Democrat presidential candidate Bernie Sanders announced this weeked he will cut staffers’ hours so that they can effectively be paid a $15-an-hour minimum wage — prompting mockery from critics who say the move is more evidence that Sanders’ plan to raise the national minimum wage is hypocritical, and would only lead to less work and more unemployment.
The Washington Post first reported last Thursday that Sanders’ field staffers were upset that Sanders championed a $15 minimum wage on the campaign trail, and made headlines for railing against major corporations who pay “starvation wages” — even as his own employees made “poverty wages.”
In response, Sanders told The Des Moines Register he was “very proud” to lead the first major presidential campaign with unionized workers, but bothered that news of the internal strife had spilled into the media.
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The self-described socialist candidate said junior field organizers earn roughly $36,000 per year, with employer-paid health care and sick leave — but acknowledged that the salary can effectively dip below $15 per hour if staffers work much more than 40 hours per week, which is common on presidential campaigns.
The solution is to “limit the number of hours staffers work to 42 or 43 each week to ensure they’re making the equivalent of $15 an hour,” he told the Register’s Brianne Pfannenstiel.
“It does bother me that people are going outside of the process and going to the media,” Sanders added. “That is really not acceptable. It is really not what labor negotiations are about, and it’s improper.”
He added that the union contract “not only provides pay of at least $15 an hour, it also provides, I think, the best health care benefits that any employer can provide for our field organizers.”
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Reaction from conservative commentators was unsparing.
“For the first time in his life, socialist Bernie Sanders practices economics and, buddy, the results are hilarious,” wrote columnist and humorist Stephen Miller. He added: “Why won’t millionaire Bernie Sanders, who owns 3 homes, instead of cutting hours, pay his staff a living wage? People are starving.”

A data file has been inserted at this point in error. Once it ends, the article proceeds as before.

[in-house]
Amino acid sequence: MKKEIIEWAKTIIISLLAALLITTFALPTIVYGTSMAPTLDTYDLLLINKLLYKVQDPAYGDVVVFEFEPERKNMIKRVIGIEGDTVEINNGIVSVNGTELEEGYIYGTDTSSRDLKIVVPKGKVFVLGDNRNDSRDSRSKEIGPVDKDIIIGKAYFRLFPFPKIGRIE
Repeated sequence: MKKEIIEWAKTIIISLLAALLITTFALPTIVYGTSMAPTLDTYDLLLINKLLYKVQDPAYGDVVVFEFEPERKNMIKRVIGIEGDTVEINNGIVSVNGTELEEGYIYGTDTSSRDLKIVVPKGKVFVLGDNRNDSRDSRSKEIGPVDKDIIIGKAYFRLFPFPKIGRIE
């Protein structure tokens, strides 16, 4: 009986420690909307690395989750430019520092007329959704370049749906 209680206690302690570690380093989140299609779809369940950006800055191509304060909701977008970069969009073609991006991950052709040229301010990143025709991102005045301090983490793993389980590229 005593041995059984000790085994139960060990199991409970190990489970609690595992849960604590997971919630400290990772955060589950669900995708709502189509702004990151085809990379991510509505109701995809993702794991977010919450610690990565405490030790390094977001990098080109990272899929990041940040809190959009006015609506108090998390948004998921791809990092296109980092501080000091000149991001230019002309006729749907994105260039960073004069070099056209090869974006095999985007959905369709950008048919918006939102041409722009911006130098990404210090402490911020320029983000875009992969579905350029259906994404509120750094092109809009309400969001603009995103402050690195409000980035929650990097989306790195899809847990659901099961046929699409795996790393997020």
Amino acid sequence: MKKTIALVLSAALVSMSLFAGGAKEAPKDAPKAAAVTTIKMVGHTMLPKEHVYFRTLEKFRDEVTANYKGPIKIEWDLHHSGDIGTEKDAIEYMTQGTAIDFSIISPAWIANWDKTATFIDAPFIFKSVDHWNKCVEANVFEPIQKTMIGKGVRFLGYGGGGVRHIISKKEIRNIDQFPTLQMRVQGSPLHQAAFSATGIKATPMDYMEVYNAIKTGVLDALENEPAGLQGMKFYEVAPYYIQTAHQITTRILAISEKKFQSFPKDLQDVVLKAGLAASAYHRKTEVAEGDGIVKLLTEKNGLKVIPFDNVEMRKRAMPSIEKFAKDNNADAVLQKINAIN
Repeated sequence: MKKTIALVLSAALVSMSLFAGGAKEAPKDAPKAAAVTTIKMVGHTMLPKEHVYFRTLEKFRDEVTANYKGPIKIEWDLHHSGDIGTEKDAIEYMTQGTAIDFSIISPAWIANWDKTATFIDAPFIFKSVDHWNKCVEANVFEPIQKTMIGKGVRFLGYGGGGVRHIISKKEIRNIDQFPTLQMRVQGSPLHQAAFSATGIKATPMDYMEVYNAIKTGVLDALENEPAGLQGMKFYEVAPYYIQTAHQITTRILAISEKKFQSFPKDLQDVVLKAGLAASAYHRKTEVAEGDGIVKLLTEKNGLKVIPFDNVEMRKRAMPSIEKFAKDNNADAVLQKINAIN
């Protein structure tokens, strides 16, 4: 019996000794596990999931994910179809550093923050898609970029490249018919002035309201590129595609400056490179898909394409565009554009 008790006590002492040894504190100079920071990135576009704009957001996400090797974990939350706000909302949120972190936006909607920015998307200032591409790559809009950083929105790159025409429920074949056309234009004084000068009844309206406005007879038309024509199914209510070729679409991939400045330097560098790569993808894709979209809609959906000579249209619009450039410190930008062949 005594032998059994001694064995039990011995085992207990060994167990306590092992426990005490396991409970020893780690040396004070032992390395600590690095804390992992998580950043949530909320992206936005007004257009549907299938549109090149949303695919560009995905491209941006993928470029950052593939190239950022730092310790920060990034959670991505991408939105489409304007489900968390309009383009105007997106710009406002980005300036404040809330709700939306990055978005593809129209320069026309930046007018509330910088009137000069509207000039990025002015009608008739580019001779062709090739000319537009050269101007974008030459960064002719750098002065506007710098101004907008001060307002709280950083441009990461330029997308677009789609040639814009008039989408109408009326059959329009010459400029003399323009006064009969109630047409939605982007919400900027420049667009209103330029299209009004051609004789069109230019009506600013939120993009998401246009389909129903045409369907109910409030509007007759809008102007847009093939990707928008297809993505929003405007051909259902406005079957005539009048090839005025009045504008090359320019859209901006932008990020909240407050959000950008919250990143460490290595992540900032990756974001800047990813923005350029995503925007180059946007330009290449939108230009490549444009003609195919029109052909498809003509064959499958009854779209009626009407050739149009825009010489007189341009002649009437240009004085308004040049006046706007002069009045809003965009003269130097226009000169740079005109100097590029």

“This situation is an instructive example of the downside of more than doubling the minimum wage,” wrote The Blaze’s Aaron Colen. “Companies don’t just suddenly get more money to pay employees. They have to make tough decisions; usually either cutting hours, or worse, cutting staff.”
The development comes days after the nonpartisan Congressional Budget Office (CBO) concluded that a proposed $15 federal minimum wage could result in 3.7 million people becoming unemployed — far higher than House Democrats’ estimates — as employers struggle to make payroll and respond by slashing jobs and hours.
The CBO noted the “considerable uncertainty” in calculating the impact of the minimum wage from state to state, and indicated that up to 17 million Americans would see pay increases and remain employed.
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Republican leaders have said a minimum wage hike would be “devastating” for middle-class families, citing CBO research finding that the minimum wage hike would also reduce business income, raise consumer prices and reduce the nation’s output. Overall, the CBO said the move would reduce real family income by about $9 billion in 2025 — or 0.1 percent.
Nevertheless, the Democrat-controlled House last week voted in favor of a bill to gradually raise the federal minimum wage to $15 per hour. The current federal minimum wage is $7.25 per hour, unchanged since 2009. The bill is unlikely to see much traction in the Republican-controlled Senate.
The episode underscored a key vulnerability that has dogged Sanders’ campaign for months, and which intensified after Sanders released ten years of his tax returns earlier this year. The documents showed Sanders and his wife paid a 26 percent effective tax rate on $561,293 in income, and made more than $1 million in both 2016 and 2017.
Despite advocating for socialism on the world stage, Sanders donated only $10,600 to charity in 2016 and $36,300 in 2017, the records showed, followed by nearly $19,000 in 2018.
Meanwhile, according to a letter from campaign staffers to Sanders campaign manager Faiz Shakir, workers were being “expected to build the largest grassroots organizing program in American history while making poverty wages.”
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“Given our campaign’s commitment to fighting for a living wage of at least $15.00 an hour,” the letter continued, “we believe it is only fair that the campaign would carry through this commitment to its own field team.”
Sanders admitted in a combative Fox News town hall in April that “you’re going to pay more in taxes” if he becomes president.
Fox News’ Dom Callichio and Brie Stimson contributed to this report.